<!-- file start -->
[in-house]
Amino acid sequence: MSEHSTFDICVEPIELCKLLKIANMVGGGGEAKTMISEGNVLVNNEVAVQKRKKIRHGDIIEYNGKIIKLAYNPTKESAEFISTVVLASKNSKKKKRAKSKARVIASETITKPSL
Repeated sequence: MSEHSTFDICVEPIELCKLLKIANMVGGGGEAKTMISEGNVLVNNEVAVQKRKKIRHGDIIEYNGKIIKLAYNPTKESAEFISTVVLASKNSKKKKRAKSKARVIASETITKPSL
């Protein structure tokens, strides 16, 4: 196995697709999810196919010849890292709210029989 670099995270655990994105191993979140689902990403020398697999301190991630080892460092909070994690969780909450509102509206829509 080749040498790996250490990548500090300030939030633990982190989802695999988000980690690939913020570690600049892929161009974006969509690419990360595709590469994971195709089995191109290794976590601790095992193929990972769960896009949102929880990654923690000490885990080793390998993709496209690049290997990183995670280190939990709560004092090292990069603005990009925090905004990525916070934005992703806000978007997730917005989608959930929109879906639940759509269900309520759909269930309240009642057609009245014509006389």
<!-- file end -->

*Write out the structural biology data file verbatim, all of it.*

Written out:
[in-house]
Amino acid sequence: MSEHSTFDICVEPIELCKLLKIANMVGGGGEAKTMISEGNVLVNNEVAVQKRKKIRHGDIIEYNGKIIKLAYNPTKESAEFISTVVLASKNSKKKKRAKSKARVIASETITKPSL
Repeated sequence: MSEHSTFDICVEPIELCKLLKIANMVGGGGEAKTMISEGNVLVNNEVAVQKRKKIRHGDIIEYNGKIIKLAYNPTKESAEFISTVVLASKNSKKKKRAKSKARVIASETITKPSL
């Protein structure tokens, strides 16, 4: 196995697709999810196919010849890292709210029989 670099995270655990994105191993979140689902990403020398697999301190991630080892460092909070994690969780909450509102509206829509 080749040498790996250490990548500090300030939030633990982190989802695999988000980690690939913020570690600049892929161009974006969509690419990360595709590469994971195709089995191109290794976590601790095992193929990972769960896009949102929880990654923690000490885990080793390998993709496209690049290997990183995670280190939990709560004092090292990069603005990009925090905004990525916070934005992703806000978007997730917005989608959930929109879906639940759509269900309520759909269930309240009642057609009245014509006389």